Despite their denial of a primary need to respect common sense intuitions about the concept of causation, Salmon and Dowe do still want to say their account deals with everyday cases of causation. This again raises the question of translation. As Kim puts it, there is the ‘question of whether the [Dowe-Salmon] theory provides a way to “translate” causality understood in the [Dowe-Salmon] theory into ordinary causal talk and vice versa.’ (Kim 2001, p. 242, and see especially Hausman 1998, pp. 14–17, 2002, p. 719).

According to Dowe the relata in true ‘manifest’ (common sense) claims of causation must be translated to physical states of the sort discussed above (‘object a has a value q of a conserved quantity’) such that the manifest causal claim supervenes on some physical causation. Even for purely physical cases such as ‘chalking the ball’ this is a complicated matter, and it is not obvious that it can be carried through.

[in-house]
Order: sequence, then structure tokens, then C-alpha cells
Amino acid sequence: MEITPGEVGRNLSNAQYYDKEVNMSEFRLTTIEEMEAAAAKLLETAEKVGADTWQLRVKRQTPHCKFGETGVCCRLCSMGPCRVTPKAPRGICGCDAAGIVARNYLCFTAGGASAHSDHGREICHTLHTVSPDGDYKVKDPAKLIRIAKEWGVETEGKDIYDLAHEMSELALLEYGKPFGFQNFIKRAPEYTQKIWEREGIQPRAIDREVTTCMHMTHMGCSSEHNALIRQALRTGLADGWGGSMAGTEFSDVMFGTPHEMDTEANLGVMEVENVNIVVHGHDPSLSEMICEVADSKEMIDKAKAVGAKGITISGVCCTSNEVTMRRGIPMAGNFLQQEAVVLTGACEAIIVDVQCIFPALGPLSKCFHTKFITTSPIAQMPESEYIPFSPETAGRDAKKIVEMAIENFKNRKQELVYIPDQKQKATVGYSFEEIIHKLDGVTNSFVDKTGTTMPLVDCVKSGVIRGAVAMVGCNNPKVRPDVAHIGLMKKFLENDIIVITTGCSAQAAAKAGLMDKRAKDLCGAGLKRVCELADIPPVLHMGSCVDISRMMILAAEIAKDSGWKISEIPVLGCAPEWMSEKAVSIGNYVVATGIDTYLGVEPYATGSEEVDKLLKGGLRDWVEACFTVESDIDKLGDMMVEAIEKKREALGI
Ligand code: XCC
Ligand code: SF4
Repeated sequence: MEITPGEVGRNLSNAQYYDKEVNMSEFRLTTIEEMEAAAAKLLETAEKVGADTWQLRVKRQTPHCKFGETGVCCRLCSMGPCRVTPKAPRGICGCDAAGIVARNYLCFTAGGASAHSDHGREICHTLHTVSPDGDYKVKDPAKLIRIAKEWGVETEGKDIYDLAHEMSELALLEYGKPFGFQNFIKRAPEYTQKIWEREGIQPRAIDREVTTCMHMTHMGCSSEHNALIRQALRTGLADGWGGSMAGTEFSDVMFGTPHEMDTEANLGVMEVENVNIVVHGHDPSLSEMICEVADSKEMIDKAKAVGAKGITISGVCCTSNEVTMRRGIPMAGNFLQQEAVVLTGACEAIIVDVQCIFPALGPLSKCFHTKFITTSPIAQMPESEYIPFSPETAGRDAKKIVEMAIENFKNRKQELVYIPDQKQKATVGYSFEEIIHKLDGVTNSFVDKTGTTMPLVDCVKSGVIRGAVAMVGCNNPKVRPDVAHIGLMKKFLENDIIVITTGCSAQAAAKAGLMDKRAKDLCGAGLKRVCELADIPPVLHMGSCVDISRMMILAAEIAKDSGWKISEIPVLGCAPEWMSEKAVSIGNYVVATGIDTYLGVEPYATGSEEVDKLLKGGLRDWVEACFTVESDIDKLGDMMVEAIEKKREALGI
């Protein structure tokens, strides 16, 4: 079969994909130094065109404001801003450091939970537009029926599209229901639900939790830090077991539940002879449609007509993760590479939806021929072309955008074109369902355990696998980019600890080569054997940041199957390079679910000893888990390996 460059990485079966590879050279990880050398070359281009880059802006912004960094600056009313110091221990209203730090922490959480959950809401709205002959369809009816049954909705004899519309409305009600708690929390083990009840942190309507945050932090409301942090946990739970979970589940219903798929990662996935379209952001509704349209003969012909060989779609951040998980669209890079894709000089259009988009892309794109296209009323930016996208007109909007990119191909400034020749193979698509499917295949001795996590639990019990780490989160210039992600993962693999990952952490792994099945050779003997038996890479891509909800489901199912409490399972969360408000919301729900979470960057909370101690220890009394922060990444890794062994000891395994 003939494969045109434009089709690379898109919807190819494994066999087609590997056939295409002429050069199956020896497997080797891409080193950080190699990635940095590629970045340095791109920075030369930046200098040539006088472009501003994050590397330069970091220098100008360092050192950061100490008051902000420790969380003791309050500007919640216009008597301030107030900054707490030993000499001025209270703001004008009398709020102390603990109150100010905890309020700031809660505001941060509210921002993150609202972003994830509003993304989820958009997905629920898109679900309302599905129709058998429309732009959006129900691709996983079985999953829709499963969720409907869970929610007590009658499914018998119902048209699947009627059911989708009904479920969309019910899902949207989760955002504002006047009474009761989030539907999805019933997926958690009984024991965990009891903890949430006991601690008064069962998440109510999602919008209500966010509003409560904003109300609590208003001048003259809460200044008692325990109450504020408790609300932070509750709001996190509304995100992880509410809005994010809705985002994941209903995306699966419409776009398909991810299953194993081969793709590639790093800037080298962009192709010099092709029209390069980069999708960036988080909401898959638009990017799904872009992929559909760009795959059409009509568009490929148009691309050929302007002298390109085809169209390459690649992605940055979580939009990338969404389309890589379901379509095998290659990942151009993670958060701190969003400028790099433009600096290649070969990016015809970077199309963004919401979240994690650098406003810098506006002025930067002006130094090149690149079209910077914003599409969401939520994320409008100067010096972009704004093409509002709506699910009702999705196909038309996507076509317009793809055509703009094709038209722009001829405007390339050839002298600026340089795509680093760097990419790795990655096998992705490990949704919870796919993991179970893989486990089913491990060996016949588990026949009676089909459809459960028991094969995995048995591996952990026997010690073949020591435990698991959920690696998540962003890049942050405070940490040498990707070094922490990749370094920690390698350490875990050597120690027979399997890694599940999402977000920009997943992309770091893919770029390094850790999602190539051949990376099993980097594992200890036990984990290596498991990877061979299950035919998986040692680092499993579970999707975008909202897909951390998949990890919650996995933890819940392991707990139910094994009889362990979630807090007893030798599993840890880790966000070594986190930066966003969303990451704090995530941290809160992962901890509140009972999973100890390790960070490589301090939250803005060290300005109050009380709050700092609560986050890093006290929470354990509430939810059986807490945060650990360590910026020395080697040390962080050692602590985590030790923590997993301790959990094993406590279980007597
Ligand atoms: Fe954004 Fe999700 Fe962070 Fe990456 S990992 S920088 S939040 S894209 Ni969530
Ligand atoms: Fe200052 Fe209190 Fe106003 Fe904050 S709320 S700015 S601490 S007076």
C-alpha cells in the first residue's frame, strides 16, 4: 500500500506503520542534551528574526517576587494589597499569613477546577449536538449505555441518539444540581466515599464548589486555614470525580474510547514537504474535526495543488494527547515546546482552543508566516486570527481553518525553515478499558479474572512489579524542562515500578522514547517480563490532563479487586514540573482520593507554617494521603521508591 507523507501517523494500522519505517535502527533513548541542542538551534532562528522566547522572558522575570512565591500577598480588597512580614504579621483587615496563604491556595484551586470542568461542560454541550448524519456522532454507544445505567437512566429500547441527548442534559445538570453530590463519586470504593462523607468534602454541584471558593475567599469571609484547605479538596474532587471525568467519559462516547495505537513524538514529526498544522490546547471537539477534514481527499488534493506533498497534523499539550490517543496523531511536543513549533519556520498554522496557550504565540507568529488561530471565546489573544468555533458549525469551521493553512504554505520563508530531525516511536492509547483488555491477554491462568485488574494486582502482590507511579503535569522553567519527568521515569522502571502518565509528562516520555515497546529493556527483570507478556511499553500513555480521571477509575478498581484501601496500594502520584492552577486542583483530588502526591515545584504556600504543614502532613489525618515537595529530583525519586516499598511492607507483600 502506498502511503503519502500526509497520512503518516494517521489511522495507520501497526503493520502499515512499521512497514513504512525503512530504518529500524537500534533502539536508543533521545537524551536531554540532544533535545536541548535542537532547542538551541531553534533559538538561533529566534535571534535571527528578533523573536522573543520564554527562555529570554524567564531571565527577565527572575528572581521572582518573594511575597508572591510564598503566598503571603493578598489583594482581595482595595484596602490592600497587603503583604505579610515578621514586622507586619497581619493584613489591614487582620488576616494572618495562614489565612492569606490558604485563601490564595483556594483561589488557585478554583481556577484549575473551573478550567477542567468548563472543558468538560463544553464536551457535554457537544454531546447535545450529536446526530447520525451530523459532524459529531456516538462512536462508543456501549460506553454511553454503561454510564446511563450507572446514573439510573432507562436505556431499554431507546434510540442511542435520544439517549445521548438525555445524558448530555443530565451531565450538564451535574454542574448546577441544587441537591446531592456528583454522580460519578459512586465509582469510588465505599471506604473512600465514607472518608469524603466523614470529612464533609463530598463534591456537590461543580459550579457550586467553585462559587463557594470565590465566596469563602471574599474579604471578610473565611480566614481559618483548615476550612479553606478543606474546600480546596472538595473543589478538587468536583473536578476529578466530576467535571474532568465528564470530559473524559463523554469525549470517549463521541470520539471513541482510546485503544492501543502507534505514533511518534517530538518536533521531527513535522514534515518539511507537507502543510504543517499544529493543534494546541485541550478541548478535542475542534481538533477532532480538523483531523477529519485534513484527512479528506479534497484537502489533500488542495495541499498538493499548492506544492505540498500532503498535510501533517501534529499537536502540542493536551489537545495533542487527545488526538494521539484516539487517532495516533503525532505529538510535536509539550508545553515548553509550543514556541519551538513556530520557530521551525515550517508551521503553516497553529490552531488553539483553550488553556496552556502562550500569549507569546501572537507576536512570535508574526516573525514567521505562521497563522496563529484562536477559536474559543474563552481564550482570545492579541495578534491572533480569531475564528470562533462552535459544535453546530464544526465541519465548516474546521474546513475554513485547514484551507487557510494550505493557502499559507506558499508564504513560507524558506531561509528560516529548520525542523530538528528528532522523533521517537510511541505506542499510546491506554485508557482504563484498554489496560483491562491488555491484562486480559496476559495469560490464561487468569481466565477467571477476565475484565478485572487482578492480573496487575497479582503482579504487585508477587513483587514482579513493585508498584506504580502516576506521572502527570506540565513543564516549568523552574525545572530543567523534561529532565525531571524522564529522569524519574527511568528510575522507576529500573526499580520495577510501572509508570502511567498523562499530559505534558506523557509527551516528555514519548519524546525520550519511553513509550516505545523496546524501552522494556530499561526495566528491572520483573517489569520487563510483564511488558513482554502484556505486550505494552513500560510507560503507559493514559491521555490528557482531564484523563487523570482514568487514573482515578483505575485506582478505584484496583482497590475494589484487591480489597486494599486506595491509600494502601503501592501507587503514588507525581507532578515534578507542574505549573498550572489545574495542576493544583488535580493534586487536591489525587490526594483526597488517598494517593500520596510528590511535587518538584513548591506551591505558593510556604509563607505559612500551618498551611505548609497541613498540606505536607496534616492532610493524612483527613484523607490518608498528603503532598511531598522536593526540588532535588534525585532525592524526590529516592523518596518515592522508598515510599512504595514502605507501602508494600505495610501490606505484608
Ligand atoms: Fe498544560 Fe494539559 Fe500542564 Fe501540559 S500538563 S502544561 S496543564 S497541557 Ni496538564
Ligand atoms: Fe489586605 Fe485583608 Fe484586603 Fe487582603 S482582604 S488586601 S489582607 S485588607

Even if this could be made to work in purely physical cases, there remain questions about mental causation, causation in history, and causation in other branches of science besides physics (Woodward 2003, pp. 355-6, Machamer, Darden and Craver 2000, p. 7, Cartwright 2004, p. 812). In any case, to suppose that the conserved quantity theory will deal with causation in other branches of science also requires commitment to a fairly thorough going reductionism, since clearly there is nothing in economics or psychology that could pass for a conservation law.